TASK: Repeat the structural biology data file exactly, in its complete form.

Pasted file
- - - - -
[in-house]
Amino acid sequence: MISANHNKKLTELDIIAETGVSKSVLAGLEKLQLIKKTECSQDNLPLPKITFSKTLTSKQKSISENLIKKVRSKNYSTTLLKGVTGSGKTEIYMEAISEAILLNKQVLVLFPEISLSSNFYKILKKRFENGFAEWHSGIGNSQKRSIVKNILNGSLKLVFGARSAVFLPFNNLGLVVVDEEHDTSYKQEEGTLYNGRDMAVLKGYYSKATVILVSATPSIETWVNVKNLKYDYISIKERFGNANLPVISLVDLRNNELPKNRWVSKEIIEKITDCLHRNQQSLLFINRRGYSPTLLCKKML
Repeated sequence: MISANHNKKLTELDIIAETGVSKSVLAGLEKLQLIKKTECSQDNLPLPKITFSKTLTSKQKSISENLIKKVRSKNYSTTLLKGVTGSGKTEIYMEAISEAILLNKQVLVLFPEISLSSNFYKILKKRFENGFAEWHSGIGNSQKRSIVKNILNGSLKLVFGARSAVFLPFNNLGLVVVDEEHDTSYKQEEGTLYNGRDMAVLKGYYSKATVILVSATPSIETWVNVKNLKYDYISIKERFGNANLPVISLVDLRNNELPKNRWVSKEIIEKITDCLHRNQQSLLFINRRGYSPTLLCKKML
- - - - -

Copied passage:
[in-house]
Amino acid sequence: MISANHNKKLTELDIIAETGVSKSVLAGLEKLQLIKKTECSQDNLPLPKITFSKTLTSKQKSISENLIKKVRSKNYSTTLLKGVTGSGKTEIYMEAISEAILLNKQVLVLFPEISLSSNFYKILKKRFENGFAEWHSGIGNSQKRSIVKNILNGSLKLVFGARSAVFLPFNNLGLVVVDEEHDTSYKQEEGTLYNGRDMAVLKGYYSKATVILVSATPSIETWVNVKNLKYDYISIKERFGNANLPVISLVDLRNNELPKNRWVSKEIIEKITDCLHRNQQSLLFINRRGYSPTLLCKKML
Repeated sequence: MISANHNKKLTELDIIAETGVSKSVLAGLEKLQLIKKTECSQDNLPLPKITFSKTLTSKQKSISENLIKKVRSKNYSTTLLKGVTGSGKTEIYMEAISEAILLNKQVLVLFPEISLSSNFYKILKKRFENGFAEWHSGIGNSQKRSIVKNILNGSLKLVFGARSAVFLPFNNLGLVVVDEEHDTSYKQEEGTLYNGRDMAVLKGYYSKATVILVSATPSIETWVNVKNLKYDYISIKERFGNANLPVISLVDLRNNELPKNRWVSKEIIEKITDCLHRNQQSLLFINRRGYSPTLLCKKML